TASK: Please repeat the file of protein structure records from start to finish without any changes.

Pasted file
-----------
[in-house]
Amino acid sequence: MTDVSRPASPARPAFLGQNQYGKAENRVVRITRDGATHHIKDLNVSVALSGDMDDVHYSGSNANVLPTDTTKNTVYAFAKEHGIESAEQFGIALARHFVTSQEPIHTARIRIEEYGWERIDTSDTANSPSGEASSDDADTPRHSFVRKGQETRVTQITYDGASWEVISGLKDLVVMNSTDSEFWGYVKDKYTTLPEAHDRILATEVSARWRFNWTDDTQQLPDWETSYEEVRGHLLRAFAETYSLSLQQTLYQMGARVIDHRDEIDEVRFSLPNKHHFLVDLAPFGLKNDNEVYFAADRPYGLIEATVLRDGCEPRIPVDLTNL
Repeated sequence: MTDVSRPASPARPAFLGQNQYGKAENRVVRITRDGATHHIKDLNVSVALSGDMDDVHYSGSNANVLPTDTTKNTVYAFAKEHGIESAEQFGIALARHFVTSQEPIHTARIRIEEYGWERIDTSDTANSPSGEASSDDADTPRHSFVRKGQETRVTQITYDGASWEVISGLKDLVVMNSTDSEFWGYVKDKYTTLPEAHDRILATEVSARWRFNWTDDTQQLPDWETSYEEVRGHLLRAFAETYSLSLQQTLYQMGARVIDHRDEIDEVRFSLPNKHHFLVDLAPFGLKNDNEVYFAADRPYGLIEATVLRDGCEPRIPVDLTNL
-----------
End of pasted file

[in-house]
Amino acid sequence: MTDVSRPASPARPAFLGQNQYGKAENRVVRITRDGATHHIKDLNVSVALSGDMDDVHYSGSNANVLPTDTTKNTVYAFAKEHGIESAEQFGIALARHFVTSQEPIHTARIRIEEYGWERIDTSDTANSPSGEASSDDADTPRHSFVRKGQETRVTQITYDGASWEVISGLKDLVVMNSTDSEFWGYVKDKYTTLPEAHDRILATEVSARWRFNWTDDTQQLPDWETSYEEVRGHLLRAFAETYSLSLQQTLYQMGARVIDHRDEIDEVRFSLPNKHHFLVDLAPFGLKNDNEVYFAADRPYGLIEATVLRDGCEPRIPVDLTNL
Repeated sequence: MTDVSRPASPARPAFLGQNQYGKAENRVVRITRDGATHHIKDLNVSVALSGDMDDVHYSGSNANVLPTDTTKNTVYAFAKEHGIESAEQFGIALARHFVTSQEPIHTARIRIEEYGWERIDTSDTANSPSGEASSDDADTPRHSFVRKGQETRVTQITYDGASWEVISGLKDLVVMNSTDSEFWGYVKDKYTTLPEAHDRILATEVSARWRFNWTDDTQQLPDWETSYEEVRGHLLRAFAETYSLSLQQTLYQMGARVIDHRDEIDEVRFSLPNKHHFLVDLAPFGLKNDNEVYFAADRPYGLIEATVLRDGCEPRIPVDLTNL